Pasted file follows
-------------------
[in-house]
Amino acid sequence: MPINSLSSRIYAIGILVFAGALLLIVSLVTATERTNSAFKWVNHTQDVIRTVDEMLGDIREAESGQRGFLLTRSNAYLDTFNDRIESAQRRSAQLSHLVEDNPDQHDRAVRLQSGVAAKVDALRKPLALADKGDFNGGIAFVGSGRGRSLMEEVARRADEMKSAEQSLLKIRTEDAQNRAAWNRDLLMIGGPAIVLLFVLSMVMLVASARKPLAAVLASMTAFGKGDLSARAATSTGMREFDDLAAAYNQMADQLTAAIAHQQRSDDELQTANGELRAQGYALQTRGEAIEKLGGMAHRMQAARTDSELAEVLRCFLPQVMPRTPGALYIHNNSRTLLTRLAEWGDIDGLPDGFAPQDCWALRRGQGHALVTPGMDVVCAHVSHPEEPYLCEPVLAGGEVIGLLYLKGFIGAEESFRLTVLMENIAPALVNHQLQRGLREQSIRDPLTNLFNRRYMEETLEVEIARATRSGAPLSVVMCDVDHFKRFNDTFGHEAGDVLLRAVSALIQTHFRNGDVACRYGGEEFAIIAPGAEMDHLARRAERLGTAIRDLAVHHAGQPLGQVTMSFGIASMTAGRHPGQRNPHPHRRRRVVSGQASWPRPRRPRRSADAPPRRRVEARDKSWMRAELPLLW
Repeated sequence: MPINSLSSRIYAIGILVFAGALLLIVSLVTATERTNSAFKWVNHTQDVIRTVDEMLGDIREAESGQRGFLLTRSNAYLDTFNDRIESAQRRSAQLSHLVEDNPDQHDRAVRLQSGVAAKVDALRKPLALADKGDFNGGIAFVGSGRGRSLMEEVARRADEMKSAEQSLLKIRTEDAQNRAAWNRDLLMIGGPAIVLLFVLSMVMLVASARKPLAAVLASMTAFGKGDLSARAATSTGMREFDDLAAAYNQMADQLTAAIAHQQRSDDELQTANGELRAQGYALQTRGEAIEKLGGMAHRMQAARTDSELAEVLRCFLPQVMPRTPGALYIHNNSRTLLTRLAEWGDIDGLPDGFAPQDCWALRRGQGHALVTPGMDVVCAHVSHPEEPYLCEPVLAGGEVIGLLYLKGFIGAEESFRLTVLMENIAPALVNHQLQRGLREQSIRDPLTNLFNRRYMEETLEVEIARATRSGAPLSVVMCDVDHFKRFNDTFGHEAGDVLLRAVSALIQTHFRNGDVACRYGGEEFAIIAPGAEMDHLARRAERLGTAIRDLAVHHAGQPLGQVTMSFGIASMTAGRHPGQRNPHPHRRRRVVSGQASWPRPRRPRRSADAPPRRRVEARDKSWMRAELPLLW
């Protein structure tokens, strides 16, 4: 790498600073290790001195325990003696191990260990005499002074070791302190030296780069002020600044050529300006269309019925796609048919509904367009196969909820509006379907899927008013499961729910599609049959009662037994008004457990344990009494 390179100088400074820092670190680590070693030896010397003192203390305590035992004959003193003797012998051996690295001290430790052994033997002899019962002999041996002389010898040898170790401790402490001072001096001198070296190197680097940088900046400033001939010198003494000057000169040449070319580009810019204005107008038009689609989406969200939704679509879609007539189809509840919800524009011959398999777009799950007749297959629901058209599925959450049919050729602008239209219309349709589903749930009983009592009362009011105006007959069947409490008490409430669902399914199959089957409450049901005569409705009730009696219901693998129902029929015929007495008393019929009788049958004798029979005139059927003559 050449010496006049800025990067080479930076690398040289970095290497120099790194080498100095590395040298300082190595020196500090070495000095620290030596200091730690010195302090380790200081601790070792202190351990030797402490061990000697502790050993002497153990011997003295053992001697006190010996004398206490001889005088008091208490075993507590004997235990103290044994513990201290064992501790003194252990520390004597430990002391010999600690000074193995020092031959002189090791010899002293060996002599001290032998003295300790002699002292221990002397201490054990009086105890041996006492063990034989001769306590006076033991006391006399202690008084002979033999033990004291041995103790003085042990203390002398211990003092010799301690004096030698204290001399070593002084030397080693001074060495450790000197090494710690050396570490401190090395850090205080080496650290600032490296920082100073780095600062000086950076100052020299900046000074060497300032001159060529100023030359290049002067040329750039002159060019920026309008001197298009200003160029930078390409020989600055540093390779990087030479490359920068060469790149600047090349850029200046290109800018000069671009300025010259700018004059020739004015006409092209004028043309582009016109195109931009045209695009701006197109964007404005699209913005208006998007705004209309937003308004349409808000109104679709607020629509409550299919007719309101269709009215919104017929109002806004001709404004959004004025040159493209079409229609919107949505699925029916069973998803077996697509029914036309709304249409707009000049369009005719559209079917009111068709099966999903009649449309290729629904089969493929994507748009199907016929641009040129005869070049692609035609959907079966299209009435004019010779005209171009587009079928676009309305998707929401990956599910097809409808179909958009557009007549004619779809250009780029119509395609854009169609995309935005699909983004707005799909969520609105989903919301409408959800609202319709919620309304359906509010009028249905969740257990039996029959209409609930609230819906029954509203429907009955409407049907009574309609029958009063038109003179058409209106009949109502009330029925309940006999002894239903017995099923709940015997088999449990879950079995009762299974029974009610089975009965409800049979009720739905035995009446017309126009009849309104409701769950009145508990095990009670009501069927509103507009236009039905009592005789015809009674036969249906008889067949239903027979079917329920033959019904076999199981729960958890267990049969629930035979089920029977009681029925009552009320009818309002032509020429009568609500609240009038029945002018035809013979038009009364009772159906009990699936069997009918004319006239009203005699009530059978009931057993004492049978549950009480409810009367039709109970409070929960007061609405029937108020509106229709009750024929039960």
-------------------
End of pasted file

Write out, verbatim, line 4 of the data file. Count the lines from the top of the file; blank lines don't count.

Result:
């Protein structure tokens, strides 16, 4: 790498600073290790001195325990003696191990260990005499002074070791302190030296780069002020600044050529300006269309019925796609048919509904367009196969909820509006379907899927008013499961729910599609049959009662037994008004457990344990009494 390179100088400074820092670190680590070693030896010397003192203390305590035992004959003193003797012998051996690295001290430790052994033997002899019962002999041996002389010898040898170790401790402490001072001096001198070296190197680097940088900046400033001939010198003494000057000169040449070319580009810019204005107008038009689609989406969200939704679509879609007539189809509840919800524009011959398999777009799950007749297959629901058209599925959450049919050729602008239209219309349709589903749930009983009592009362009011105006007959069947409490008490409430669902399914199959089957409450049901005569409705009730009696219901693998129902029929015929007495008393019929009788049958004798029979005139059927003559 050449010496006049800025990067080479930076690398040289970095290497120099790194080498100095590395040298300082190595020196500090070495000095620290030596200091730690010195302090380790200081601790070792202190351990030797402490061990000697502790050993002497153990011997003295053992001697006190010996004398206490001889005088008091208490075993507590004997235990103290044994513990201290064992501790003194252990520390004597430990002391010999600690000074193995020092031959002189090791010899002293060996002599001290032998003295300790002699002292221990002397201490054990009086105890041996006492063990034989001769306590006076033991006391006399202690008084002979033999033990004291041995103790003085042990203390002398211990003092010799301690004096030698204290001399070593002084030397080693001074060495450790000197090494710690050396570490401190090395850090205080080496650290600032490296920082100073780095600062000086950076100052020299900046000074060497300032001159060529100023030359290049002067040329750039002159060019920026309008001197298009200003160029930078390409020989600055540093390779990087030479490359920068060469790149600047090349850029200046290109800018000069671009300025010259700018004059020739004015006409092209004028043309582009016109195109931009045209695009701006197109964007404005699209913005208006998007705004209309937003308004349409808000109104679709607020629509409550299919007719309101269709009215919104017929109002806004001709404004959004004025040159493209079409229609919107949505699925029916069973998803077996697509029914036309709304249409707009000049369009005719559209079917009111068709099966999903009649449309290729629904089969493929994507748009199907016929641009040129005869070049692609035609959907079966299209009435004019010779005209171009587009079928676009309305998707929401990956599910097809409808179909958009557009007549004619779809250009780029119509395609854009169609995309935005699909983004707005799909969520609105989903919301409408959800609202319709919620309304359906509010009028249905969740257990039996029959209409609930609230819906029954509203429907009955409407049907009574309609029958009063038109003179058409209106009949109502009330029925309940006999002894239903017995099923709940015997088999449990879950079995009762299974029974009610089975009965409800049979009720739905035995009446017309126009009849309104409701769950009145508990095990009670009501069927509103507009236009039905009592005789015809009674036969249906008889067949239903027979079917329920033959019904076999199981729960958890267990049969629930035979089920029977009681029925009552009320009818309002032509020429009568609500609240009038029945002018035809013979038009009364009772159906009990699936069997009918004319006239009203005699009530059978009931057993004492049978549950009480409810009367039709109970409070929960007061609405029937108020509106229709009750024929039960």